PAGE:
A top U.S. counter-narcotics official says U.S. drug agencies are working with other international drug enforcement agencies to try to prevent heroin from Afghanistan from reaching drug users in the United States.
The figures speak for themselves. In the past few years, as opium poppy eradication efforts in other countries have met with a measure of success, post-Taleban Afghanistan has emerged as the world's leading, and nearly only, supplier of heroin.
The U.N. Office on Drugs and Crime published a survey in September on opium poppy cultivation in Afghanistan, which it said has risen 59 percent since 2005. The report called the 6,100 tons of opium harvested in Afghanistan this year "unprecedented," and said revenue from the harvest will exceed $3 billion.
Opium is used to make the drug heroin. The White House drug control policy director, John Walters, said opium poppy eradication efforts have been fruitful in Mexico and South America, the main sources for heroin in the United States. But he added that U.S. agencies, such as the Drug Enforcement Administration, are worried that those suppliers could replaced by Afghanistan.
"It is a danger," said John Walters. "It is a danger we have not seen in large amount recently. In the past, Southwest Asia has been a source of heroin in the United States. And, there are world markets. So, we are trying to work carefully, DEA [Drug Enforcement Administration] and other international enforcement agencies, in watching this."
He spoke in an interview shown Sunday on C-SPAN, a private, non-profit network that broadcasts Congressional proceedings and other Washington political events on cable television.
Walters said the United States has a two-pronged approach in dealing with heroin from Afghanistan.
"What we are trying to do is both be vigilant to cut off efforts to move it here, but, over time, if we are not successful in reducing supply, you would expect there would be some increased flow here - and there can be some flow here - but we are going to both try to cut off that flow and, of course, first and foremost, cut off that production source," he said.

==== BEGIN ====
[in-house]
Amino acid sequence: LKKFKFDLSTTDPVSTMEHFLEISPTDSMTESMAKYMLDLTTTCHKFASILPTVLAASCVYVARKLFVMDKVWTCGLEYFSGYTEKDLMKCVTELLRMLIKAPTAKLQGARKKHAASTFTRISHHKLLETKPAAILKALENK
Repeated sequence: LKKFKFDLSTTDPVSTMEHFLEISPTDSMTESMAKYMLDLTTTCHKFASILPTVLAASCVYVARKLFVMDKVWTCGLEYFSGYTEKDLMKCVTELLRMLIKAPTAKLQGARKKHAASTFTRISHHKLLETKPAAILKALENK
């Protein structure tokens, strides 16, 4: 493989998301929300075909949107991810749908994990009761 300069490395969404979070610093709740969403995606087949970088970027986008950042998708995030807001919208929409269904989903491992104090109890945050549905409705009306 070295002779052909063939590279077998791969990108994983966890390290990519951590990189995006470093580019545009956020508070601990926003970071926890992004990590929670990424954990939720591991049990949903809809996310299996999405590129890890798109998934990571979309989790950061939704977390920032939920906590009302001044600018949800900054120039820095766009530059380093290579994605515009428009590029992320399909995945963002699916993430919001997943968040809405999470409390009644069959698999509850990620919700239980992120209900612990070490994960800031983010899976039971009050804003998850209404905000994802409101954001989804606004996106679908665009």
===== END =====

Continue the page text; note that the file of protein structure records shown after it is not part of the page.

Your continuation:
Shortly after the U.N. report was released, the State Department's Thomas Schweich told reporters in Brussels that U.S. officials believe aggressive eradication of opium poppies in Afghanistan is crucial. He added that "it is very difficult to interdict heroin and opium paste," which he described as "hidden cargo" that moves through "porous borders" and through "rough, desolate terrain."
U.S. officials say the Taleban is encouraging opium growing in the southern Helmand Province, where American and NATO troops are battling a persistent insurgency.
The assistant secretary of state for narcotics and law enforcement, Anne Patterson, told Congress last month that the Taleban is also protecting drug routes and traffickers. She said, whether the Taleban is getting revenue from the drug trade, or just encouraging an anti-government statement is not clear.
Meanwhile, the White House's John Walters says the good news is that, as global eradication and interdiction efforts have been successful, the purity of heroin available worldwide has gone down. At the same time, another factor he pointed to as a positive sign is that prices for opium actually have gone up, suggesting diminished supply.